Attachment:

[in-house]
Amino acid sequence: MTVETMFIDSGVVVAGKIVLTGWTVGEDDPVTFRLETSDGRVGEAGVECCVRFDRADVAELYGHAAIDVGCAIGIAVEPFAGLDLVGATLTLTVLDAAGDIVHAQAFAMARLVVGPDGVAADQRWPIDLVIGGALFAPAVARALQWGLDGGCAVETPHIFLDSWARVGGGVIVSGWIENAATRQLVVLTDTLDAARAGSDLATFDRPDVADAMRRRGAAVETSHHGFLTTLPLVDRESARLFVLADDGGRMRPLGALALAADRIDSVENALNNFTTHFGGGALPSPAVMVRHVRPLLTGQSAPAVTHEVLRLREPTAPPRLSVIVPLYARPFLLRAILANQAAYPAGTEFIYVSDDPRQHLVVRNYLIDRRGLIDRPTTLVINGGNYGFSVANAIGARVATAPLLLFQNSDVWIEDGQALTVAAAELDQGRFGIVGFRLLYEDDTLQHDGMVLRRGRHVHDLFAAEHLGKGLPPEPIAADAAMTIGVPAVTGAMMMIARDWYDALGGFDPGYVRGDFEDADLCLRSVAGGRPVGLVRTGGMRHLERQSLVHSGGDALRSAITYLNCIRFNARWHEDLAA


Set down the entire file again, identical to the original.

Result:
[in-house]
Amino acid sequence: MTVETMFIDSGVVVAGKIVLTGWTVGEDDPVTFRLETSDGRVGEAGVECCVRFDRADVAELYGHAAIDVGCAIGIAVEPFAGLDLVGATLTLTVLDAAGDIVHAQAFAMARLVVGPDGVAADQRWPIDLVIGGALFAPAVARALQWGLDGGCAVETPHIFLDSWARVGGGVIVSGWIENAATRQLVVLTDTLDAARAGSDLATFDRPDVADAMRRRGAAVETSHHGFLTTLPLVDRESARLFVLADDGGRMRPLGALALAADRIDSVENALNNFTTHFGGGALPSPAVMVRHVRPLLTGQSAPAVTHEVLRLREPTAPPRLSVIVPLYARPFLLRAILANQAAYPAGTEFIYVSDDPRQHLVVRNYLIDRRGLIDRPTTLVINGGNYGFSVANAIGARVATAPLLLFQNSDVWIEDGQALTVAAAELDQGRFGIVGFRLLYEDDTLQHDGMVLRRGRHVHDLFAAEHLGKGLPPEPIAADAAMTIGVPAVTGAMMMIARDWYDALGGFDPGYVRGDFEDADLCLRSVAGGRPVGLVRTGGMRHLERQSLVHSGGDALRSAITYLNCIRFNARWHEDLAA